Wednesday, October 9, 2013

ARC Review: Homespun by Layla M. Wier

HomespunFrom the blurb:

For twenty years, Owen Fortescue, a down-to-earth farmer in upstate New York, has had an on-again, off-again relationship with volatile New York City artist Kerry Ruehling. Now that same-sex marriage is recognized in New York, Owen wants to tie the knot. But Kerry responds to the proposal with instant, angry withdrawal. Owen resolves to prove to Kerry that, regardless of the way his family of origin has treated him, family ties don’t necessarily tie a man down. With help from his grown daughter, Laura, who loves them both, Owen hopes to convince Kerry that his marriage proposal isn’t a trap, but a chance at real love.

Sandra's rating:




**3.5 stars, rounded up**

I loved the idea of two mature gay characters in a novel and jumped at the opportunity for an ARC when offered. This book didn't disappoint my expectations. And while it's not a romance in the traditional sense, it had plenty of moments filled with powerful emotions. No, I'm not talking about sex.

Owen is a widowed farmer who's been raising his daughter Laura on his own for over 25 years. For about 20 of those 25, he's also quietly and steadily carried on a love affair with Kerry, a free-spirited artist fighting many inner demons.

Owen is in his fifties and like many of his generation (my own dear husband included), he doesn't like to talk about his emotions and can't often find the words to express them. He quietly loves his daughter, quietly loves Kerry and quietly loves the land he owns. He's portrayed as the typical gentle male whose still waters run deep and hide the many complexities of his character.

Kerry, on the other hand, is a broken, damaged soul, still pained by the losses of friends in the 90s due to the AIDS epidemic, and reluctant to settle down with Owen on the quiet farm. He loves Owen in his own way, but is afraid to admit that he needs him and instead chooses to run whenever the going gets tough. A lot of his characterization is realistic and very much understandable, as his background information is slowly released, but I still found him to be rather on the selfish side, though I made a concession and considered that his selfishness was a protective measure due to lack of trust, and the hurt he's gone through.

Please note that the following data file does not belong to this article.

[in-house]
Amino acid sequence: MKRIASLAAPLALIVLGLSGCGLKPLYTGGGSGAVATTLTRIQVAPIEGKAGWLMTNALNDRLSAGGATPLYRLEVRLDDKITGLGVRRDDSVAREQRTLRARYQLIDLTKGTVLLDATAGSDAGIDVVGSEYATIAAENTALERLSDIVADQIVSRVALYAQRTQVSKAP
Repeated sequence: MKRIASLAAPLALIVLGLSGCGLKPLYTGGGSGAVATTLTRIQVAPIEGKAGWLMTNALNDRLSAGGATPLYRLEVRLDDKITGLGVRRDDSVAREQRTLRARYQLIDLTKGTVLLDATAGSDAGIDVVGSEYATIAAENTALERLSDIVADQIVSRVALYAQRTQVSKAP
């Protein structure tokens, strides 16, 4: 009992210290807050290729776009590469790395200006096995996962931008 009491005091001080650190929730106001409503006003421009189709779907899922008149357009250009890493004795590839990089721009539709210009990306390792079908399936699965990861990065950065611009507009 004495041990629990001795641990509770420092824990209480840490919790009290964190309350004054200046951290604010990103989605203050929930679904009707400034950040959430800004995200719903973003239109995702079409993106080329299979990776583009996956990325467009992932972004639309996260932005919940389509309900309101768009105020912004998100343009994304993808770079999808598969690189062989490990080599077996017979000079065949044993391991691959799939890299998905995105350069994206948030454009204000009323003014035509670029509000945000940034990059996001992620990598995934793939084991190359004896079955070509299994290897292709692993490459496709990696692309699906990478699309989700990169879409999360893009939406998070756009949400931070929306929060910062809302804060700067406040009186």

I very much liked the characterization of Laura, Owen's daughter, who didn't have all the answers but genuinely loved both her father and her "uncle" Kerry, who's been a fixture in her life for 20 years, no matter that he doesn't actually live with them, and they only see him every so often (when NYC gets too loud and Kerry needs to escape).



There isn't much action to the story, and both men struggle with communication and honesty, fearful of saying too much or opening up too much, thus inviting more pain. There is a cataclysm towards the end that shows Kerry something he hadn't realized before, and we get a satisfying ending to the book.

The writing was very good, flowing nicely, and really invoking the emotions as intended. You could feel Kerry's pain and desperation, Owen's confusion and fears, and Laura's exasperation with both of them.

Also, as far as M/M romances go, this book is very much on the PG side of things. Nary a scene, and none explicit. It didn't suffer for it though, because the author managed just fine without them to make this reader feel the depth of their connection.

A lovely introduction to this new to me author, but definitely not the last time I pick up one of her books.

I received a free ARC from Dreamspinner Press. A positive review was not promised in return.



Buy this book: Dreamspinner Press | Amazon


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